- Be clear and upfront with volunteers about what they can expect with your organization and follow through with all incentives.
- Break large, potentially overwhelming tasks into smaller ones, and delegate them based on people’s abilities and interests.
- Create a committee or plan for reevaluating your program regularly and implementing changes as needed.
- Seek volunteer input when planning events.
- Keep all things organized, and create a master schedule and task checklist to keep things running smoothly.
- Rotate volunteers who express interest in other departments of your organization or who want to learn more skills.
- Offer plenty of variety in shifts and tasks to prevent burnout and accommodate people’s changing lifestyles.
- Ease new volunteers into the process by giving them short, simple tasks until they feel comfortable taking on more responsibilities.
- Watch for signs of burnout or discontentment among volunteers.
- Make yourself available to hear concerns or feedback, and let others know they can come to you for support and encouragement.
3. How to Value and Appreciate Volunteers
The most effective way to promote volunteering is to value and appreciate the work your recruits do for your organization and cause. Take time to get to know your volunteers and learn why they chose your cause to work with. What makes them passionate about your mission? What’s their story? Share your reasons for dedicating time and foster an understanding and equal relationship with one another.
Express gratitude and thank volunteers often. Go beyond thank you cards with things like special events in their honor, award ceremonies for hardworking individuals, small gifts, online shoutouts, and planned bonding events. Find innovative ways to engage volunteers by demonstrating the difference they are making in the lives of others and showing tangible results of their hard work. By reminding them of why they chose to participate in your organization, you can keep their motivation and spirits high.
Finally, be understanding when things come up in your volunteers’ personal lives. Never make them feel like they have to choose between helping with a cause they believe in or tending to responsibilities elsewhere.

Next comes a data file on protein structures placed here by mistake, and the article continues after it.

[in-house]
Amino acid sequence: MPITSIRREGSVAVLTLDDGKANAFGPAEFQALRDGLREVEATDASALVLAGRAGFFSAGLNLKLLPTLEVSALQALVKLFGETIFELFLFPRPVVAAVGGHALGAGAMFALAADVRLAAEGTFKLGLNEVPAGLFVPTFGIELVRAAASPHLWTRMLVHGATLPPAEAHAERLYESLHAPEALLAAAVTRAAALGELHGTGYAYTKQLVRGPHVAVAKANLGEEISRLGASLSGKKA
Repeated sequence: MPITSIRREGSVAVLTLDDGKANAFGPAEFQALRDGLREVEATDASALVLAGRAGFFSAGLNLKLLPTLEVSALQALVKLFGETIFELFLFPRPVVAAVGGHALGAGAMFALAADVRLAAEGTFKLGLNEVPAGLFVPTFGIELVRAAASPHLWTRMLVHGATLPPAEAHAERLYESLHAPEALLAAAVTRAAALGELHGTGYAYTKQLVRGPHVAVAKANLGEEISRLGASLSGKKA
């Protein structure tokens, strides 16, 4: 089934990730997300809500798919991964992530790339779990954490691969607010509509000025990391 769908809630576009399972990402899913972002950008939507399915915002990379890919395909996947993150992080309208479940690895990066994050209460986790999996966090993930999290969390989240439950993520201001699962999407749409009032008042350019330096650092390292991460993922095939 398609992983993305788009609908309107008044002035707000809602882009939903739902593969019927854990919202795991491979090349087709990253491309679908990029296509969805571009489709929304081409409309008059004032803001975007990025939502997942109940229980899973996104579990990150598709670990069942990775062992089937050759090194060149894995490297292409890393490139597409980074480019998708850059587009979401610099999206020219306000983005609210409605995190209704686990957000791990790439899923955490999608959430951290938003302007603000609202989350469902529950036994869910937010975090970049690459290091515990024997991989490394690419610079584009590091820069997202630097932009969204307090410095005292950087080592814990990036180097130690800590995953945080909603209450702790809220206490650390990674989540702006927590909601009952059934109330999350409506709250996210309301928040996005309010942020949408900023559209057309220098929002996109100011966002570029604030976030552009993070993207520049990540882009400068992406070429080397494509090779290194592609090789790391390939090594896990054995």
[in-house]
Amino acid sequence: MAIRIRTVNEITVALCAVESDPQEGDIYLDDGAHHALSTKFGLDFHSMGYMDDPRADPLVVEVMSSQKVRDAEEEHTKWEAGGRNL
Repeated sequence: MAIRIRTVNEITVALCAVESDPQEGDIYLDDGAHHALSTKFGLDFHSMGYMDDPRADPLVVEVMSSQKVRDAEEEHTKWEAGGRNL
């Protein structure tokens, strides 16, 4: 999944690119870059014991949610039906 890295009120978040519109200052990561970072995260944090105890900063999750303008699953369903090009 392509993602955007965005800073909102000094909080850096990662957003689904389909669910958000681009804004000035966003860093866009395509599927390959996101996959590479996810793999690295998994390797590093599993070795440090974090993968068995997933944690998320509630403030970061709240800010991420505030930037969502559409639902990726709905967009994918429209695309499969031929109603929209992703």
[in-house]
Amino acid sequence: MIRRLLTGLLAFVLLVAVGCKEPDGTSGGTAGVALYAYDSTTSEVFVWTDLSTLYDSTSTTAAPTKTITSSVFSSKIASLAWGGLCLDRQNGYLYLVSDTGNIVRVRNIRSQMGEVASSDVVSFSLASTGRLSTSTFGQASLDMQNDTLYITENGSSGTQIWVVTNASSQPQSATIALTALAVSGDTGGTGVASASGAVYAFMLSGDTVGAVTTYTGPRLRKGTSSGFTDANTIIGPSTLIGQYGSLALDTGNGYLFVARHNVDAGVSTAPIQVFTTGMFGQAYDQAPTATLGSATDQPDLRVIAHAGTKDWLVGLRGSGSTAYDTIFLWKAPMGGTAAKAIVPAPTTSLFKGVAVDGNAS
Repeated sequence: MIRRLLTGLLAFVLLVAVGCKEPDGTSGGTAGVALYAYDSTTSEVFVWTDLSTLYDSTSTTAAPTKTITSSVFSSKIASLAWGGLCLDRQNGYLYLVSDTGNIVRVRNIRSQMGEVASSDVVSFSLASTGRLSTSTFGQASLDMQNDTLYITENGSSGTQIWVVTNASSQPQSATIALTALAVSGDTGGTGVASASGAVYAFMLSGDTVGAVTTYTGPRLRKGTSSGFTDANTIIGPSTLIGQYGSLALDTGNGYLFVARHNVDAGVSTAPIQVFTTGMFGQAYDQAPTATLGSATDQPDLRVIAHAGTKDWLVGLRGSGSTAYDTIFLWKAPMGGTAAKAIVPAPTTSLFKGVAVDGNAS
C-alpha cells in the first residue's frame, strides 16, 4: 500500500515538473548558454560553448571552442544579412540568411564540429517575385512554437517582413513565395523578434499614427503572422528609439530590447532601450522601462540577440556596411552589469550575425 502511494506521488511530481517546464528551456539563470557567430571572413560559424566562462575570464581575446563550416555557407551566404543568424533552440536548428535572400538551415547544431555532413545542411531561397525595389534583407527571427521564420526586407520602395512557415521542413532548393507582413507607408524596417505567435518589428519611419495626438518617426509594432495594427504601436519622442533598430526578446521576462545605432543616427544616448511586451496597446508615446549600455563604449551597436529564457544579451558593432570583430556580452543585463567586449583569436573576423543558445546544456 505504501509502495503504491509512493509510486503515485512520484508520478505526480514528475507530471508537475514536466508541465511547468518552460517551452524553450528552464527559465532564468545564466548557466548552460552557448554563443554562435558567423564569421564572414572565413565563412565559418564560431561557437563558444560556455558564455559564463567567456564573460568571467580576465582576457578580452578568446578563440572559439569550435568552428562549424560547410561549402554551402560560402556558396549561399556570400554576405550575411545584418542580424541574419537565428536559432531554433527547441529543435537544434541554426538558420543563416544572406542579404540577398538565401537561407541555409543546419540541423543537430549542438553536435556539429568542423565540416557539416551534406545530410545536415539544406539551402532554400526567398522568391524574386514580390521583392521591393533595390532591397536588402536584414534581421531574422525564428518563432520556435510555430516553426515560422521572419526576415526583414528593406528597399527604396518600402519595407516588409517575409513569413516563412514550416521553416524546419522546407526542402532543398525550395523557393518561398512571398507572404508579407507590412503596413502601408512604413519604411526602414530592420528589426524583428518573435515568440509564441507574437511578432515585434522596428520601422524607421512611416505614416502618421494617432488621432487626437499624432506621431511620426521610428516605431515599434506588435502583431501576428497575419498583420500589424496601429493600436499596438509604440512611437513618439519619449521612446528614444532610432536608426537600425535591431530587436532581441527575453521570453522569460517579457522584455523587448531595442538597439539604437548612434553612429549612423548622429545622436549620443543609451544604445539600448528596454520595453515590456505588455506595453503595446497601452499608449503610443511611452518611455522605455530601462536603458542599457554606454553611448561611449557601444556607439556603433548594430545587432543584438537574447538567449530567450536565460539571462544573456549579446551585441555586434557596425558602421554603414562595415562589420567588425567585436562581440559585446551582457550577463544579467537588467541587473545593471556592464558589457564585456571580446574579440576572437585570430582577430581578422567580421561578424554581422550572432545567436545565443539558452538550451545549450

4. How to Offer Ongoing Training
As you recruit new volunteers, let them participate in a volunteer orientation program to help them acclimate to your organization faster. As they work and grow, give them the tools and resources they need to succeed, like daily planners or electronics that can help them be more efficient in their roles.
Allow volunteers to cross-train or progress into other areas of your organization over time, including leadership positions. When volunteers feel they can grow and flourish, they are more likely to stay with you. Teaching new skills is also a great way to enable volunteers to be even more useful across all areas and departments.
Get Feedback and Make Changes
Quality volunteers have quality ideas — use them to your advantage. Talk with volunteers regularly and implement surveys or interviews to understand how your organization can improve its volunteer experience. Ask what current volunteers love about working with you, and what they feel could be improved to attract and retain more recruits.
Hold exit interviews when volunteers leave and determine whether there was a specific reason they decided to move on. If several volunteers reference the same person or task, make appropriate changes to create a more welcoming and rewarding environment. Establish and work with a volunteer happiness or engagement committee to see changes through and develop a set of standards for how volunteers and staff are to treat one another.
Learn More About Volunteer Management With Volgistics
There is no greater asset to your cause than a passionate, top-quality volunteer. By understanding, encouraging, and appreciating your recruits, you are setting your organization up for success. Another way you can bolster your organization’s success is through the use of a customizable volunteer management program.
With a tool like Volgistics, you can track the volunteer life cycle, record volunteer service, customize and print reports, and manage and create volunteer schedules. These functionalities provide increased data that can help you remain organized and make decisions that improve your volunteer retention.